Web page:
Fifty years on: the battle to elect Britain’s first black MP

Dr David Pitt’s experience is now largely forgotten. It shouldn’t be.

Artillery Row

Fifty years ago this week, Britain went to the polls amidst simmering tensions over race, immigration and our place in the world. Fought in the aftermath of a tumultuous Parliament – where Labour had grappled with divisive legislation such as the Commonwealth Immigrants Act and the Race Relations Act – the National Front was thought to be on the rise, promising to make Britain great again by stopping immigration and starting repatriation.

As a mini culture war developed, “Marxist” students were condemned for sabotaging Conservative meetings across the country, while dockworkers marched in support of the country’s most well-known politician – Mr Enoch Powell. Powell warned Britons of a potential Civil War of “American dimension”, of “division, violence and bloodshed” if immigration was not halted.

In the Summer of 1970 – as Britain sweltered in a heatwave of general election and World Cup fever – one man sought to change public attitudes. Dr David Pitt – a name now lost in the passages of time – attracted worldwide attention as Labour’s only black parliamentary candidate. Fighting the Labour seat of Clapham – and with the party expected to be re-elected nationally with a sizeable majority – the Washington Post anticipated he was about to become “the first black member, 101 years after the United States” had done the same.

Dr Pitt – who came to Britain from Grenada to study medicine in the 1930s – was a prominent champion of immigration and minority ethnic rights at a time of dangerous hostility to the cause. Pitt went toe to toe with Oswald Mosley and the “White Defence League” in 1950s Notting Hill, demanding that legislation be made to make “incitement to racial hatred illegal”. He espoused radical solutions to avert tensions – such as police forces recruiting more black officers.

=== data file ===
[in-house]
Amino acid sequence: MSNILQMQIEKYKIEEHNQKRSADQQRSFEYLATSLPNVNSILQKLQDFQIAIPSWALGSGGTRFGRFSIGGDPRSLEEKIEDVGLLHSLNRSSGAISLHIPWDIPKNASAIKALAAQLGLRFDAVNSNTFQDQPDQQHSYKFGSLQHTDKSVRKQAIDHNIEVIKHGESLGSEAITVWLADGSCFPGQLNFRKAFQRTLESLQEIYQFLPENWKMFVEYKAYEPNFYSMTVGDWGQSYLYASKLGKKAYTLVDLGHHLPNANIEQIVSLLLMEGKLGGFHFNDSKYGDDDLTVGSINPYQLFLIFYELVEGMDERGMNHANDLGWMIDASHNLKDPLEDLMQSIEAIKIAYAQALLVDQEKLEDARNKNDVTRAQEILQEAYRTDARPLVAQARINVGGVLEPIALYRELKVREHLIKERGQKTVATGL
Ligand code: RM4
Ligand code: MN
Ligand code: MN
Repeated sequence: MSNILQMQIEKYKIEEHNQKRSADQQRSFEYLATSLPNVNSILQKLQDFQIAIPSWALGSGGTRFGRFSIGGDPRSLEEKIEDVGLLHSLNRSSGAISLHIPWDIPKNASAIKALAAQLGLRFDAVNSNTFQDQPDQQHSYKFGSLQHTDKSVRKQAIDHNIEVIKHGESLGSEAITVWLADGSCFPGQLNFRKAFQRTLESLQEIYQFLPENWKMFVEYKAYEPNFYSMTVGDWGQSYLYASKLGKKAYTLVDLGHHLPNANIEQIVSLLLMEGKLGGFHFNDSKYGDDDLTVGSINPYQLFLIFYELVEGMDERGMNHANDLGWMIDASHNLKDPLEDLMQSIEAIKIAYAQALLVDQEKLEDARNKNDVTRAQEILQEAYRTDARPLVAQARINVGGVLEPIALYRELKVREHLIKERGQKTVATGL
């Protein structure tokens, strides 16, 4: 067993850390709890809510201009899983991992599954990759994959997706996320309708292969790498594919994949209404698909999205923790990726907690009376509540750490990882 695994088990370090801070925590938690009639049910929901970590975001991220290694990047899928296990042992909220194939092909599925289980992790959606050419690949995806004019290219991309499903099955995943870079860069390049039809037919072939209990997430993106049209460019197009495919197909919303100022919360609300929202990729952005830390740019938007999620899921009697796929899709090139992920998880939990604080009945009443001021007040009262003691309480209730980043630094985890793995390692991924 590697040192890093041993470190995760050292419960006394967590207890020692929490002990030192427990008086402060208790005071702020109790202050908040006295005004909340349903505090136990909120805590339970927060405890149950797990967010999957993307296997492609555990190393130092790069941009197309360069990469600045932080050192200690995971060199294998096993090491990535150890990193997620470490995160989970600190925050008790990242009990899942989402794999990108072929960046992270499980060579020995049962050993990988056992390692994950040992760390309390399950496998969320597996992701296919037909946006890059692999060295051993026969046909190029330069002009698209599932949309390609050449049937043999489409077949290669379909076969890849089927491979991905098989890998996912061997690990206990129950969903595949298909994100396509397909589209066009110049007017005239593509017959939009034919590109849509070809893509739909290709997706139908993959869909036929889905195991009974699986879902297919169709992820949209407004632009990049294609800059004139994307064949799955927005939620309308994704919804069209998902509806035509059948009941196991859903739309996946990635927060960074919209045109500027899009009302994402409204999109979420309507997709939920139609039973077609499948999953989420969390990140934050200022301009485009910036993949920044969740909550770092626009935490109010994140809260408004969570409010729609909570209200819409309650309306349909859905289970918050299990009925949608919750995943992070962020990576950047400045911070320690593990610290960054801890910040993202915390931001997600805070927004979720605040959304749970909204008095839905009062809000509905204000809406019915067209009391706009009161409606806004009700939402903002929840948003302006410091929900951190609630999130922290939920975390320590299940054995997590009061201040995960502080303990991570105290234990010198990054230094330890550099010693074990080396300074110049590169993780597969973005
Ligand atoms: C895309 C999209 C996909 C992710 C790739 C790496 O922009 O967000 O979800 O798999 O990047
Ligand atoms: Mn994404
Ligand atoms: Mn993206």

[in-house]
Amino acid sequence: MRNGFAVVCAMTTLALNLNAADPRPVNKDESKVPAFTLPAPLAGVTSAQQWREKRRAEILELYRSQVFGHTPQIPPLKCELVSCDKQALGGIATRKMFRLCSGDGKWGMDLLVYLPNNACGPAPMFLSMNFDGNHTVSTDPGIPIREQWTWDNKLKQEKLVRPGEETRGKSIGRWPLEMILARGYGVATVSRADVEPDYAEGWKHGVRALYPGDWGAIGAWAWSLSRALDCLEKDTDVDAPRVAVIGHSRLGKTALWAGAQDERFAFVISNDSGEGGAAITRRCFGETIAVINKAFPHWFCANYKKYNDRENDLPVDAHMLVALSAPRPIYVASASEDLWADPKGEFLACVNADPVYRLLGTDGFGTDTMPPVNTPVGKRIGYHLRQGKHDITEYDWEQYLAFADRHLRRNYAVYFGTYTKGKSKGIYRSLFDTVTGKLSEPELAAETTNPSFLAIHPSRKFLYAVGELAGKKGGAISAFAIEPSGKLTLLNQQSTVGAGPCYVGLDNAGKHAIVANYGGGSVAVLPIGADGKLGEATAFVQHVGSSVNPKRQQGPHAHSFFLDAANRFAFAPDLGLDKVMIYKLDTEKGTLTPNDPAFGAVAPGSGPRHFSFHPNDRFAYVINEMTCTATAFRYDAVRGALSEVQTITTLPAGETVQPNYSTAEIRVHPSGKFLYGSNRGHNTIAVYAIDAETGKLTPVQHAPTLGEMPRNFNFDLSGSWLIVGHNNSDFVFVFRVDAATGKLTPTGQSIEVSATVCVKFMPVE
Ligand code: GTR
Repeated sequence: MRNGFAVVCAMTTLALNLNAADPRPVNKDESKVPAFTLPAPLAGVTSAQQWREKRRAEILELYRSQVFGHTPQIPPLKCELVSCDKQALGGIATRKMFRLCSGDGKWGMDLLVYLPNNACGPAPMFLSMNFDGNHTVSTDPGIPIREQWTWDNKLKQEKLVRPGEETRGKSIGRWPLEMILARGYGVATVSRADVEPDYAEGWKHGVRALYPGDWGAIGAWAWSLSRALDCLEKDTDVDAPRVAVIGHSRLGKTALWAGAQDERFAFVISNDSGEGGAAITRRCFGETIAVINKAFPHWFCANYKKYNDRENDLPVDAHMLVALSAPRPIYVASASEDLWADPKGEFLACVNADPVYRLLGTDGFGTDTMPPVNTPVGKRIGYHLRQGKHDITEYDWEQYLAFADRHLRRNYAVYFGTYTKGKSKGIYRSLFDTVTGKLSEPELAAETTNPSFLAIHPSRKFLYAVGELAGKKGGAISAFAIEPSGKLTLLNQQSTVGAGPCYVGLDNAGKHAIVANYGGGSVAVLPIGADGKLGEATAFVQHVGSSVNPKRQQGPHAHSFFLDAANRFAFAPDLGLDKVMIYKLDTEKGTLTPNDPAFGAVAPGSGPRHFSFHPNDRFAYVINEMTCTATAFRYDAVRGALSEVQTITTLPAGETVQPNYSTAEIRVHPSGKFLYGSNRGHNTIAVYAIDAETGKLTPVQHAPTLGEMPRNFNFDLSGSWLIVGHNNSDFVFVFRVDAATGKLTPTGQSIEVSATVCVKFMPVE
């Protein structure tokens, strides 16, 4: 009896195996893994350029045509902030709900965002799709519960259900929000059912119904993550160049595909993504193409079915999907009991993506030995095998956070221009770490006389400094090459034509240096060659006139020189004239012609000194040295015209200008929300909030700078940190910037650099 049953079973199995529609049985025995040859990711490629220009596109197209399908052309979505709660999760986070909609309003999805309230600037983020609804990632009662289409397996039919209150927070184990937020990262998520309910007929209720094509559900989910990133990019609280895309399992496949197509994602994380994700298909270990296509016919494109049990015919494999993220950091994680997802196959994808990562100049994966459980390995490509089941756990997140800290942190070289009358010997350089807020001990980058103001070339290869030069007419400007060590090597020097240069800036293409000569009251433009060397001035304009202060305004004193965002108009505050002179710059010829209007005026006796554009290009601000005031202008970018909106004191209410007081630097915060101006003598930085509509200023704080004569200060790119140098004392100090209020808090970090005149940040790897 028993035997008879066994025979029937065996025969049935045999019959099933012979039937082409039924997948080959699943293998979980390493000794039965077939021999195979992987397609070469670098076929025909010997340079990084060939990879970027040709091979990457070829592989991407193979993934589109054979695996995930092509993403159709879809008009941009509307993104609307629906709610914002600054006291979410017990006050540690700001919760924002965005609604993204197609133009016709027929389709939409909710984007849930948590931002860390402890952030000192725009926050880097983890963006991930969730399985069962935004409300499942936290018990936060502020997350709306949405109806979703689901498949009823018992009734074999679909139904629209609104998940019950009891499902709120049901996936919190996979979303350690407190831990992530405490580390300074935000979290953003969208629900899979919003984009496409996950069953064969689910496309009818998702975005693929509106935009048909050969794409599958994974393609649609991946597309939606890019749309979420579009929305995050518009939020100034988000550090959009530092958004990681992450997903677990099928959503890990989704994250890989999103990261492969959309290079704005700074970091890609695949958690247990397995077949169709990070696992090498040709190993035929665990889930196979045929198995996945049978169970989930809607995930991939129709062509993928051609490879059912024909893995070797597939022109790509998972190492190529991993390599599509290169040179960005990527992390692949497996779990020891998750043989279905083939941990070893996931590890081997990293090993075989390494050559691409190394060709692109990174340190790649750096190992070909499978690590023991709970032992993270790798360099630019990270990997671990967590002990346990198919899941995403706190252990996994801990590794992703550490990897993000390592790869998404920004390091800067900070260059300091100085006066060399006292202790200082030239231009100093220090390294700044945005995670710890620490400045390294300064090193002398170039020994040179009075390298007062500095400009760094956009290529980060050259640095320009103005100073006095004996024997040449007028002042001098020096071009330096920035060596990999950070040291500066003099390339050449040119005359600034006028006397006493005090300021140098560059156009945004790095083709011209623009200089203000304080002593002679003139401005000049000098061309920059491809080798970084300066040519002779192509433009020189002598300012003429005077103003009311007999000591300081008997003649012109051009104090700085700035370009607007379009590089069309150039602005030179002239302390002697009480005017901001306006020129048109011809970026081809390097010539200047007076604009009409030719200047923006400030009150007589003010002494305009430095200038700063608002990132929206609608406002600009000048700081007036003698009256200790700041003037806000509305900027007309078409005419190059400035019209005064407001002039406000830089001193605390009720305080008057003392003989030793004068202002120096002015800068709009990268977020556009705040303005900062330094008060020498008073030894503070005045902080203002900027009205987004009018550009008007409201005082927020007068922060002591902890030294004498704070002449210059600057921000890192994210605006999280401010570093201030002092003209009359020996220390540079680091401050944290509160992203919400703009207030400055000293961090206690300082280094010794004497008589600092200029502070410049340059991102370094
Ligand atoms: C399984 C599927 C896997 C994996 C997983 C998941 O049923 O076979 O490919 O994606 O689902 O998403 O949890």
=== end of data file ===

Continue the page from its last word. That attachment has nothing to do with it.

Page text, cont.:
Pitt believed that Parliament was the best route to achieve social change. In 1959 he made history – as the first person of African descent to stand for Parliament – for Labour in Hampstead. Moseley supporters disrupted meetings and heckled him with their slogan of “Keep Britain White”. Fights broke out and Pitt was forced to seek police support after death threats and a barrage of abusive “go home Nigger” phone calls were made and he subsequently failed to take the seat.

His relationship with the Labour Party, however, was at times an uneasy one. He emerged as one of the most high profile critics of Harold Wilson’s immigration policies, attacking what he saw as cowardice in Labour’s ranks: “nobody in authority has the courage to tell the immigrant what his contribution is to the economic life of the country”. He once admitted to that “the leadership are not really sure what to do about me” as they “have always been afraid of appearing too black”.

W­hen he won the nomination for Clapham in 1970 – beating twelve white candidates – commentators remarked that the stars could align in a constituency where William Wilberforce had organised his campaign to abolish slavery.

Pitt decided to stick to “conventional Labour issues” such as poor transport and the health service. Fears of bloodshed were soon quashed as the Conservative candidate opted to avoid the issue of race and the National Front devoted its energy to other seats. The Times was confident that “his record lends support to the idea that he is being accepted in Clapham as a Labour man rather than a black man”.

Enoch Powell, on the other hand, hit the headlines with a personal address to “halt immigration now”, and policies that newspapers were keen to point out would have prevented Pitt from ever reaching British shores. Wilson and Heath opted not to engage with Powell – who was seen as a threat to both parties.